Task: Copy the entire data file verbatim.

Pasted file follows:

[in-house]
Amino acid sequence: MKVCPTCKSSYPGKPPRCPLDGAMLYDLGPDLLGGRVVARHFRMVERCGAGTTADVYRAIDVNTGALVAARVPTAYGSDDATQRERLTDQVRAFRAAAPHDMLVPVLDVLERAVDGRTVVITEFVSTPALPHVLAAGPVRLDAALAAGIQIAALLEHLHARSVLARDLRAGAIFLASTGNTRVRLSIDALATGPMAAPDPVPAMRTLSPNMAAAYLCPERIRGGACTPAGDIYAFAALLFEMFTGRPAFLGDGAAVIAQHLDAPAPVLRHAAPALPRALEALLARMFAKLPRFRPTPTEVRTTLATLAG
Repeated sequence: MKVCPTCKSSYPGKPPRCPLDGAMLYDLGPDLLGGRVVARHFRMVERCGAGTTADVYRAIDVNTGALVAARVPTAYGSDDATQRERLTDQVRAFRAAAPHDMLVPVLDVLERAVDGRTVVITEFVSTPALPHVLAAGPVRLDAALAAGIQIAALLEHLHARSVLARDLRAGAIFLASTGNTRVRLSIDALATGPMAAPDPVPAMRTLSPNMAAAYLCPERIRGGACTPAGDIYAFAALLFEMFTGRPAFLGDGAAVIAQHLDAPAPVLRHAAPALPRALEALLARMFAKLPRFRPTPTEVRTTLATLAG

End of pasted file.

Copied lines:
[in-house]
Amino acid sequence: MKVCPTCKSSYPGKPPRCPLDGAMLYDLGPDLLGGRVVARHFRMVERCGAGTTADVYRAIDVNTGALVAARVPTAYGSDDATQRERLTDQVRAFRAAAPHDMLVPVLDVLERAVDGRTVVITEFVSTPALPHVLAAGPVRLDAALAAGIQIAALLEHLHARSVLARDLRAGAIFLASTGNTRVRLSIDALATGPMAAPDPVPAMRTLSPNMAAAYLCPERIRGGACTPAGDIYAFAALLFEMFTGRPAFLGDGAAVIAQHLDAPAPVLRHAAPALPRALEALLARMFAKLPRFRPTPTEVRTTLATLAG
Repeated sequence: MKVCPTCKSSYPGKPPRCPLDGAMLYDLGPDLLGGRVVARHFRMVERCGAGTTADVYRAIDVNTGALVAARVPTAYGSDDATQRERLTDQVRAFRAAAPHDMLVPVLDVLERAVDGRTVVITEFVSTPALPHVLAAGPVRLDAALAAGIQIAALLEHLHARSVLARDLRAGAIFLASTGNTRVRLSIDALATGPMAAPDPVPAMRTLSPNMAAAYLCPERIRGGACTPAGDIYAFAALLFEMFTGRPAFLGDGAAVIAQHLDAPAPVLRHAAPALPRALEALLARMFAKLPRFRPTPTEVRTTLATLAG